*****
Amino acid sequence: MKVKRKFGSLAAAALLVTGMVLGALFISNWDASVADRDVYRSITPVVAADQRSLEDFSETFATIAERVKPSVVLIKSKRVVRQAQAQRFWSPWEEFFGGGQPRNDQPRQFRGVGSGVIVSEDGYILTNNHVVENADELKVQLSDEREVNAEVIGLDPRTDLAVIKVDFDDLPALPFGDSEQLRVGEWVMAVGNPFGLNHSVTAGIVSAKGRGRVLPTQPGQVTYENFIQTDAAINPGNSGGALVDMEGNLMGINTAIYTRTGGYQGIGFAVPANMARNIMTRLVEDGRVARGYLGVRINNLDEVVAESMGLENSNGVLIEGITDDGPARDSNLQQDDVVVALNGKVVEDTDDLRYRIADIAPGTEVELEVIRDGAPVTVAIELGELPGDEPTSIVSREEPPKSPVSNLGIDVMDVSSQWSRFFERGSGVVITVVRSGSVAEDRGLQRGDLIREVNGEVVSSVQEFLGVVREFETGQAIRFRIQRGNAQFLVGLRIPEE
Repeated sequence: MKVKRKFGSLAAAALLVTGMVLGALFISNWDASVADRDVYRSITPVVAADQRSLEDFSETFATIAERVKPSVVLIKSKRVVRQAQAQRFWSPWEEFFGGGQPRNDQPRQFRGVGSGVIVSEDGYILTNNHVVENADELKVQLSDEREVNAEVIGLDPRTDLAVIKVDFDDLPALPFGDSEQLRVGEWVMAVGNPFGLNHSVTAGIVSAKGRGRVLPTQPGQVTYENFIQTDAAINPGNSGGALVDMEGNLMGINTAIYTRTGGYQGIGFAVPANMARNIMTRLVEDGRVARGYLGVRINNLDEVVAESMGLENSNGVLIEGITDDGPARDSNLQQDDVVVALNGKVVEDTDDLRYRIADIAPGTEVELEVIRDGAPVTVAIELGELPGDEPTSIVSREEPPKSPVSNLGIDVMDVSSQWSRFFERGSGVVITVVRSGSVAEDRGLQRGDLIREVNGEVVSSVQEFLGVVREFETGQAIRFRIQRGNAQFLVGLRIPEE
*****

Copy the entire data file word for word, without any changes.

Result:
Amino acid sequence: MKVKRKFGSLAAAALLVTGMVLGALFISNWDASVADRDVYRSITPVVAADQRSLEDFSETFATIAERVKPSVVLIKSKRVVRQAQAQRFWSPWEEFFGGGQPRNDQPRQFRGVGSGVIVSEDGYILTNNHVVENADELKVQLSDEREVNAEVIGLDPRTDLAVIKVDFDDLPALPFGDSEQLRVGEWVMAVGNPFGLNHSVTAGIVSAKGRGRVLPTQPGQVTYENFIQTDAAINPGNSGGALVDMEGNLMGINTAIYTRTGGYQGIGFAVPANMARNIMTRLVEDGRVARGYLGVRINNLDEVVAESMGLENSNGVLIEGITDDGPARDSNLQQDDVVVALNGKVVEDTDDLRYRIADIAPGTEVELEVIRDGAPVTVAIELGELPGDEPTSIVSREEPPKSPVSNLGIDVMDVSSQWSRFFERGSGVVITVVRSGSVAEDRGLQRGDLIREVNGEVVSSVQEFLGVVREFETGQAIRFRIQRGNAQFLVGLRIPEE
Repeated sequence: MKVKRKFGSLAAAALLVTGMVLGALFISNWDASVADRDVYRSITPVVAADQRSLEDFSETFATIAERVKPSVVLIKSKRVVRQAQAQRFWSPWEEFFGGGQPRNDQPRQFRGVGSGVIVSEDGYILTNNHVVENADELKVQLSDEREVNAEVIGLDPRTDLAVIKVDFDDLPALPFGDSEQLRVGEWVMAVGNPFGLNHSVTAGIVSAKGRGRVLPTQPGQVTYENFIQTDAAINPGNSGGALVDMEGNLMGINTAIYTRTGGYQGIGFAVPANMARNIMTRLVEDGRVARGYLGVRINNLDEVVAESMGLENSNGVLIEGITDDGPARDSNLQQDDVVVALNGKVVEDTDDLRYRIADIAPGTEVELEVIRDGAPVTVAIELGELPGDEPTSIVSREEPPKSPVSNLGIDVMDVSSQWSRFFERGSGVVITVVRSGSVAEDRGLQRGDLIREVNGEVVSSVQEFLGVVREFETGQAIRFRIQRGNAQFLVGLRIPEE